and they're looking for something

with that same type brotherhood.

CHUCK HOLTON: He loved the 14 years he spent as a cop,

but he says police work is becoming

increasingly dangerous.

It's getting worse, it's getting worse.

That means it's getting more dangerous for the men

in brown and blue and whatever uniform they wear.

CHUCK HOLTON: Police work has always been a tough job,

and no one says cops are perfect.

But violence against law enforcement is rising.

So far in 2016, officer deaths by shooting are up 300%

from the previous year, with a marked increase

in ambush-style attacks.

In February, policewoman Ashley Guindon

was murdered responding to a domestic disturbance

in Virginia.

It was her first day on the job.

She was the 10th officer to die in the line of duty

in February.

Police often have to make split-second decisions,

and with cell phones and surveillance cameras

everywhere, many cops today fear their next call could end up

as a viral video, possibly ending their career, or even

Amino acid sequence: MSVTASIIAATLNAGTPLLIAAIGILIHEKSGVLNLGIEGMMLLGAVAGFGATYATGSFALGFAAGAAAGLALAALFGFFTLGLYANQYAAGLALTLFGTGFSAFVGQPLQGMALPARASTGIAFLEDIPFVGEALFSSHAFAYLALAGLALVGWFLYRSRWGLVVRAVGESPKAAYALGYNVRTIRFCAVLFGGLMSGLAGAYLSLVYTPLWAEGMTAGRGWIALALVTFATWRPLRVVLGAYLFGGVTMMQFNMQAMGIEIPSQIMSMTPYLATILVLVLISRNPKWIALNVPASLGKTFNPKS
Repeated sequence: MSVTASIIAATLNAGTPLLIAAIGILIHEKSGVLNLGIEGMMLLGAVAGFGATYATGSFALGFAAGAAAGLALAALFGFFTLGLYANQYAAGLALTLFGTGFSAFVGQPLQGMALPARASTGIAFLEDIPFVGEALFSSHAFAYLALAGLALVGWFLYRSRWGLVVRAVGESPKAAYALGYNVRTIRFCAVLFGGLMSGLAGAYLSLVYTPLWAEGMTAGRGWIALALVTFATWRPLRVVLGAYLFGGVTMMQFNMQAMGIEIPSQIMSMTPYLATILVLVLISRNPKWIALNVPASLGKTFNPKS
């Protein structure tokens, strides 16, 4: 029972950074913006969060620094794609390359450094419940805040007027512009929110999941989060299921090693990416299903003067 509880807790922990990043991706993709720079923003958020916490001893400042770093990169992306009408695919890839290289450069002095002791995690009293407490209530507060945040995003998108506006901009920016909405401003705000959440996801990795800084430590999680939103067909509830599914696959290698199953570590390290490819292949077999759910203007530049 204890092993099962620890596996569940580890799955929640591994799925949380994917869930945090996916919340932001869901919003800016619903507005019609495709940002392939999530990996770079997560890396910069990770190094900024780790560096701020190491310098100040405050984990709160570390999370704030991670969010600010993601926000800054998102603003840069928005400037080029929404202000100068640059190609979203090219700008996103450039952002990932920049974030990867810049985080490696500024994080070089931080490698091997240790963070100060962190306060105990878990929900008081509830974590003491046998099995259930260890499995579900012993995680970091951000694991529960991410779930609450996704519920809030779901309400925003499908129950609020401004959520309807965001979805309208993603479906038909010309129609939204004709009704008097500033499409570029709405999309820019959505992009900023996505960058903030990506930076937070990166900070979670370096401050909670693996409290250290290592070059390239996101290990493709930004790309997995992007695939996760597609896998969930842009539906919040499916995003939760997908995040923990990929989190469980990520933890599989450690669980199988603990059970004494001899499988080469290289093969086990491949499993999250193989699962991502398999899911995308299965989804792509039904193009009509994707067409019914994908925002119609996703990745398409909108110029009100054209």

their life.

Mike Cowan is a SWAT officer in Mississippi.

I do think that there's certainly some hesitation,

and I'm a firm believer hesitation will get you killed.

There is certainly a willingness to let things

slide maybe a little more, because it's not

worth the paperwork, it's not worth

having to try to explain yourself,

because people don't feel like they have the administration's


Or they're concerned with what the press is

going to do with it.

CHUCK HOLTON: Michael Wood is an author and contributor

to the website, PoliceOne.

I think there's a degree of difference

in the lack of support that officers are getting today,

compared to what their grandfathers had had,

several generations before.

It has a chilling effect on these officers,

when they realize that if they do their job,

that they're going to be vilified in the media,

and they're not going to be supported by their agencies,

and they're not going to do the job as vigorously as they

might have before.

When you talk about some of these big nationwide events,

and all the press that they've gotten,

one of the things that seems to get lost on the media

is that these guys are criminals.

And they were resisting law enforcement.